Right now, the cost of one kilowatt-hour (the standard for EVs) is below the cost of one liter of gasoline. Roughly estimating, one kWh costs 20 cents, while one liter of gas costs US$ 1, according to today’s standards.
The Nissan Leaf carries a 40kWh battery. Charging it to full will cost 40kWh x US$ 0.20 = US$ 8. Meanwhile, a 40L gas car will cost 40L x US$ 1 = US$ 40. Added with a much steeper maintenance cost, gasoline vehicles will quickly overtake the cost of EVs in the long run. (Of course, actual costs will still vary on usage, real prices, and road conditions.)
Myth 2: EVs don’t perform as well as gas cars
Don’t be fooled. Even if EVs are remarkably silent on the road, they are hiding powerful engines that are quickly catching up to the standards of speed today.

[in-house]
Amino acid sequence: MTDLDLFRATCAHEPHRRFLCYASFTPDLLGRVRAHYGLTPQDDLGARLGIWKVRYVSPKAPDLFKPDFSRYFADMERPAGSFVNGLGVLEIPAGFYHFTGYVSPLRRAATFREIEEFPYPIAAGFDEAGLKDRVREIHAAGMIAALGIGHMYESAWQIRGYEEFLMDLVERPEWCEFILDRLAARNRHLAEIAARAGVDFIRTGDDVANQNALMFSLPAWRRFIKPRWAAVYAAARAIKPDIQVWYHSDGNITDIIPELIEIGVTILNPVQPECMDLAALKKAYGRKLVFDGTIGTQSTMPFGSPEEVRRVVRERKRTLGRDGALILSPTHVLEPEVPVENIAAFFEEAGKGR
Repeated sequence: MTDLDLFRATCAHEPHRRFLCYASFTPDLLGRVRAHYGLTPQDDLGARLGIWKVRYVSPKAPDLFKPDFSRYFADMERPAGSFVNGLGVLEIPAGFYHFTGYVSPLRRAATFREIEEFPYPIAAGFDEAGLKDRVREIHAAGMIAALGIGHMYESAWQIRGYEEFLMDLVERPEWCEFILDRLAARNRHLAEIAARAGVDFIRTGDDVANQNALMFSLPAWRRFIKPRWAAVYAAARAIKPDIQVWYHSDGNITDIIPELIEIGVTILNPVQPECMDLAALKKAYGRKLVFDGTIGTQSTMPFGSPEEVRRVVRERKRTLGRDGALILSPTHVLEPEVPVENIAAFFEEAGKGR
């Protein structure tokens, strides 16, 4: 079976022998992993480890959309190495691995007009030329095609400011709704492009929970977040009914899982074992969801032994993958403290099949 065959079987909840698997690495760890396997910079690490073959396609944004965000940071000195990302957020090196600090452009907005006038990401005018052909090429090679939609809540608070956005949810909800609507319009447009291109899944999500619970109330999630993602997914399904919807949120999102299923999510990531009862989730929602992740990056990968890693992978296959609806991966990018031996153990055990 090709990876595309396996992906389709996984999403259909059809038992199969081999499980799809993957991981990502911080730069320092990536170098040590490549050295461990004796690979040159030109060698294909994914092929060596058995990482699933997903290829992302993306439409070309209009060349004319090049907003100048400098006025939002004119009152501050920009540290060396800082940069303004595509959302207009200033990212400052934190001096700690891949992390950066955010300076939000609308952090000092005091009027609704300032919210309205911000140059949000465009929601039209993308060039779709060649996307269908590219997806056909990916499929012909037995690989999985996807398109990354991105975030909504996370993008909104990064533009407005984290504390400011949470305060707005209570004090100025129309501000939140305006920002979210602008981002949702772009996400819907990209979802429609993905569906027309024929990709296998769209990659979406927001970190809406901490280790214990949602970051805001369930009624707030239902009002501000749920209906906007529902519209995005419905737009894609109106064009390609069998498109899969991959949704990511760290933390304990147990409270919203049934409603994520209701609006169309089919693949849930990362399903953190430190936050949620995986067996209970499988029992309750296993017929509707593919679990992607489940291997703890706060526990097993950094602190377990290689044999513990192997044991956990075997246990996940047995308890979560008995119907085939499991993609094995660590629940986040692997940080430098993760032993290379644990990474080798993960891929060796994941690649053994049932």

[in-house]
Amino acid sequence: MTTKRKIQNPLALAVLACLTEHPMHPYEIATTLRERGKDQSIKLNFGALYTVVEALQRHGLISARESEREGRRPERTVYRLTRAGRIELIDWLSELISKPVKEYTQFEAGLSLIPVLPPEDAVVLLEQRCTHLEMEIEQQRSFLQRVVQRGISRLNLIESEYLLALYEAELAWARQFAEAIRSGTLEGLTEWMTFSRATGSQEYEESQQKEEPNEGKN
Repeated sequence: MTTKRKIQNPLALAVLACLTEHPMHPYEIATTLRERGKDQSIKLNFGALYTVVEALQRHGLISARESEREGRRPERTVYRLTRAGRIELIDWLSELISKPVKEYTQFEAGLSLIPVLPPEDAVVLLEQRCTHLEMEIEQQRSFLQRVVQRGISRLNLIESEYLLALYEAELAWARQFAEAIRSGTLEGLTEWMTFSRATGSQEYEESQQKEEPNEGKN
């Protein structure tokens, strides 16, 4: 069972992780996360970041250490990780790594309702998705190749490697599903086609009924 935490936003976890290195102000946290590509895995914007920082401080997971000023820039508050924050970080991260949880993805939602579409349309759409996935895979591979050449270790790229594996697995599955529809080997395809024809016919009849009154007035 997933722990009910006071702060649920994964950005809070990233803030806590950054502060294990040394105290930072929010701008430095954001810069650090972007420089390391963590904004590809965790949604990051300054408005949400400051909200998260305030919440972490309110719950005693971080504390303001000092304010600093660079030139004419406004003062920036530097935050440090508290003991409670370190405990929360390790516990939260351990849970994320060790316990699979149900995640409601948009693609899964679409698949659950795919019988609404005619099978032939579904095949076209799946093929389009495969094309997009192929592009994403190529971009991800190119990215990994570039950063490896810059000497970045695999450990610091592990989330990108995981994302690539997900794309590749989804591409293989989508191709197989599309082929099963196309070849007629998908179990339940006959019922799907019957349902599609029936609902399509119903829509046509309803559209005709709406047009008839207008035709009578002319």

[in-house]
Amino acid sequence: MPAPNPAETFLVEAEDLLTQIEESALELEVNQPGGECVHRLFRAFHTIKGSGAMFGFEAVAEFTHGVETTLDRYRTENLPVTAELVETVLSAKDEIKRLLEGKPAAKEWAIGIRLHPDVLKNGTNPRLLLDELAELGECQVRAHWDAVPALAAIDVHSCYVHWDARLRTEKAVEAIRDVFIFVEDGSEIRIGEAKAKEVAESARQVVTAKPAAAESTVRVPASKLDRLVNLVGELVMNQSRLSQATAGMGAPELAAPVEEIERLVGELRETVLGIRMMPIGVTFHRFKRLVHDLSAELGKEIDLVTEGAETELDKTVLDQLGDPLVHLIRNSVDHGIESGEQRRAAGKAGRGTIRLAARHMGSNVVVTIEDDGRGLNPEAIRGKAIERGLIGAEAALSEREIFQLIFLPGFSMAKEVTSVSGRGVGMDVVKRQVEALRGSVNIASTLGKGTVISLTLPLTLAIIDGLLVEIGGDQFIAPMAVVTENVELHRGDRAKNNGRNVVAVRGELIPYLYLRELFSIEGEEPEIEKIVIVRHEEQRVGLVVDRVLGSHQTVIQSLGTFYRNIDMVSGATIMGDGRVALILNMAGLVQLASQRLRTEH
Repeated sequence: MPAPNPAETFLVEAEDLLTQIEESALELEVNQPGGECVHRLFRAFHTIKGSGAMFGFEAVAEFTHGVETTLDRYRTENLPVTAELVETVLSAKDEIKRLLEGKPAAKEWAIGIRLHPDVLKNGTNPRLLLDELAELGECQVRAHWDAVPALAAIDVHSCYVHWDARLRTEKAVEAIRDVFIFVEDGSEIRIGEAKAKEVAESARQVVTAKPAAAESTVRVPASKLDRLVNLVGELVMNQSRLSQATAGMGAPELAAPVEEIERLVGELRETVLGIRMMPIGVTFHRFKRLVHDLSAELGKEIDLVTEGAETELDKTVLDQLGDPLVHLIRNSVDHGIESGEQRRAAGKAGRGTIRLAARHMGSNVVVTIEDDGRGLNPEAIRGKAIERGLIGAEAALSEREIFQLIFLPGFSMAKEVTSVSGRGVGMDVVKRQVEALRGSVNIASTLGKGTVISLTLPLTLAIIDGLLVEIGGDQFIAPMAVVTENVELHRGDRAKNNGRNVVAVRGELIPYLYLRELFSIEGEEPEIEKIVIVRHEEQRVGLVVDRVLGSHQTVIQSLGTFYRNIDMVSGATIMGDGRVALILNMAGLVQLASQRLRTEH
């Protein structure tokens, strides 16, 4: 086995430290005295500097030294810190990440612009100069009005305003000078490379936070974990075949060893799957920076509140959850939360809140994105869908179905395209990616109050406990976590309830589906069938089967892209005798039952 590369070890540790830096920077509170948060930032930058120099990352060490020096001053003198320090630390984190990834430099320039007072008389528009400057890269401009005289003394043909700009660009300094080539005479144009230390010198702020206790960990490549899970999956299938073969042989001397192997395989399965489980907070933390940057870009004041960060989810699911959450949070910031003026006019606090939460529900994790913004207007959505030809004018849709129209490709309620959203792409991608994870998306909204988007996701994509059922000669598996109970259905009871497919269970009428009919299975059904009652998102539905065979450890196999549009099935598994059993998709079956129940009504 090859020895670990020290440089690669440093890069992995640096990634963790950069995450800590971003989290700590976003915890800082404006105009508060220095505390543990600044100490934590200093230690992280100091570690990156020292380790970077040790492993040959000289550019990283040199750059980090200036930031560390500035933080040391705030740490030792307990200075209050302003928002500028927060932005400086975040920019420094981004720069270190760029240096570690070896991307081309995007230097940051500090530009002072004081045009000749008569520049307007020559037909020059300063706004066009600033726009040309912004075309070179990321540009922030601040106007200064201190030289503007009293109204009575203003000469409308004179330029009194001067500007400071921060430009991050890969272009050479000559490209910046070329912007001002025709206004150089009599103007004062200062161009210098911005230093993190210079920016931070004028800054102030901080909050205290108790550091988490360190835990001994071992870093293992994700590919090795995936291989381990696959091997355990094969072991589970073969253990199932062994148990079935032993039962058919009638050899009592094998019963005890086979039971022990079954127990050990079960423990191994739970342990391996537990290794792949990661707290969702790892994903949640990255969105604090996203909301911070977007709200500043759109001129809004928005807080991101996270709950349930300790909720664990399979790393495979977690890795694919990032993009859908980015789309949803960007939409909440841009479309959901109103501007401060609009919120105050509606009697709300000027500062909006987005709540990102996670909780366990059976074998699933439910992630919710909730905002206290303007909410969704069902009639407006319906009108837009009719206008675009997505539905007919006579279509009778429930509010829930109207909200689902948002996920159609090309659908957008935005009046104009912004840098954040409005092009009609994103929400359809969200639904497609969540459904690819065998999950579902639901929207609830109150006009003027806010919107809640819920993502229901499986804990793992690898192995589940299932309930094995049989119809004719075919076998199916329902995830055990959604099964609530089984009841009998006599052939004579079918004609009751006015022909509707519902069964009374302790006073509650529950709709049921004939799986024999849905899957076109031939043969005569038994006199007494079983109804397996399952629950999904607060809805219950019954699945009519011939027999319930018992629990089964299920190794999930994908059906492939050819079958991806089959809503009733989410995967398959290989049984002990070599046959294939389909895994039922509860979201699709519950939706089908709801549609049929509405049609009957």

At their core, gasoline vehicles are inherently faulty. Their emissions aren’t only a hit on air pollution; they also mean that a car wastes a huge portion of their energy through heat, smoke, and other harmful pollutants.
On the other hand, EVs convert up to 62 percent of their stored energy for movement. For comparison, gas cars only use up 21 percent of their energy.
In terms of mileage, EVs can travel up to 193 kilometers on a full charge, adequate for a day’s worth of traveling. However, gas cars still rule the road by hundreds of kilometers more. It’s only a matter of time before EVs catch up, though. The industry-leading Tesla Model S 100D already tops out at 530+ kilometers.